Google CEO says China search engine would serve 99 percent of queries, takes a swipe at Baidu – SCMP

What happened: Google CEO Sundar Pichai publicly addressed the company’s plan to re-enter China with search and news products for the first time. Speaking at Wired’s 25th-anniversary summit in San Francisco, Pichai said that the company would be able to service 99 percent of all queries. He said China is an important market for the search giant given its size and took a swipe at Baidu by saying Google could compete with local players.

Why it’s important: Project Dragonfly, the codename for the proposed filtered version of Google’s search engine specifically engineered for use in China, has caused protests both inside and outside the company. Google tried to suppress an internal memo written by an employee that detailed how some aspects of the service would work. Google now seems to be framing the move as an opportunity for information sharing, with Pichai telling US lawmakers that it “would have broad benefits inside and outside China.” However, the extent of what is being shared is the problem—the search engine reportedly requires users to log in to perform searches, keeps track of their location, and then relays the data to a local party with “unilateral” access to it.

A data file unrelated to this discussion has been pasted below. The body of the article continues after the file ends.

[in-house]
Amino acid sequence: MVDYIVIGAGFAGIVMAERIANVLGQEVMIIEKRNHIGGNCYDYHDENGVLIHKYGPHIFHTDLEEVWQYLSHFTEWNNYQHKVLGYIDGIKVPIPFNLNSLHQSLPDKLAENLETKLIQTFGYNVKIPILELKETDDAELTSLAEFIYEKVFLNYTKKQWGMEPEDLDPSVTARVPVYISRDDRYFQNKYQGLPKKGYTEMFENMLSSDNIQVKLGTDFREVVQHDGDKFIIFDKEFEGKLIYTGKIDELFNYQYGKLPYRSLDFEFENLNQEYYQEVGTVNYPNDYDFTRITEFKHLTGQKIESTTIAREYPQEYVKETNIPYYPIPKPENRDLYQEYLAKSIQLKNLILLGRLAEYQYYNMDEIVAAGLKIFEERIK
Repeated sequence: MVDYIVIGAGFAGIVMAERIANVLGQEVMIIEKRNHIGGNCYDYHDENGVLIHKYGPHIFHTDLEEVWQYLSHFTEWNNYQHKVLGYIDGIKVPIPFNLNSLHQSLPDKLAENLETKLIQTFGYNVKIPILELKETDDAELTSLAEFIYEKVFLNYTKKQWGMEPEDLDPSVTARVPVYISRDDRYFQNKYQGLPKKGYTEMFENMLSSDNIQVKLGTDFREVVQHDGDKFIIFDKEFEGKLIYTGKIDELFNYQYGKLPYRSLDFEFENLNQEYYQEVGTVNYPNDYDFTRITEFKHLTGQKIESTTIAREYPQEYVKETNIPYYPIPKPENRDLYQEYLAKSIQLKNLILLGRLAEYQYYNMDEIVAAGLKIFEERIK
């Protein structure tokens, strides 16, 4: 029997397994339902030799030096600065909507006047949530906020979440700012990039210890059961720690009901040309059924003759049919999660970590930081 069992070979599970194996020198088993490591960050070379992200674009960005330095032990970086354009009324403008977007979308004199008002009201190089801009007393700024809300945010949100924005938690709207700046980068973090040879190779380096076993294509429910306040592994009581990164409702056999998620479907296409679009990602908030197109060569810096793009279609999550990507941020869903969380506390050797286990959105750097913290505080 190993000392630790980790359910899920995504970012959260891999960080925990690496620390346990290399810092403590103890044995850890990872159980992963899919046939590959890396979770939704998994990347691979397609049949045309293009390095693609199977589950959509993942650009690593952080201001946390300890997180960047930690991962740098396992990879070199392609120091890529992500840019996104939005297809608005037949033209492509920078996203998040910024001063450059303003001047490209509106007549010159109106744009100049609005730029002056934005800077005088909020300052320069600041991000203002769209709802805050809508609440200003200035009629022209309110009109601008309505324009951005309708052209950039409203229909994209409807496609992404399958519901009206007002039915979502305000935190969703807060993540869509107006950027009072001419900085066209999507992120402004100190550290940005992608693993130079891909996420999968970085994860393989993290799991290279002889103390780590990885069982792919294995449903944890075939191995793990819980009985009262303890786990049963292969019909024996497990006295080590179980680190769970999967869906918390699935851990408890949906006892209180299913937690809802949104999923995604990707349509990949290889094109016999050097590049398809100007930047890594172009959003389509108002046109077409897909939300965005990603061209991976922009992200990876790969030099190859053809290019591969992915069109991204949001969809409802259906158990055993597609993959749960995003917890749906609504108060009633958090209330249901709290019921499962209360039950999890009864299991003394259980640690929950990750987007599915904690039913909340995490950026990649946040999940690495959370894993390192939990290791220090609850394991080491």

Christopher Udemans is TechNode's former Shanghai-based data and graphics reporter. He covered Chinese artificial intelligence, mobility, cleantech, and cybersecurity.

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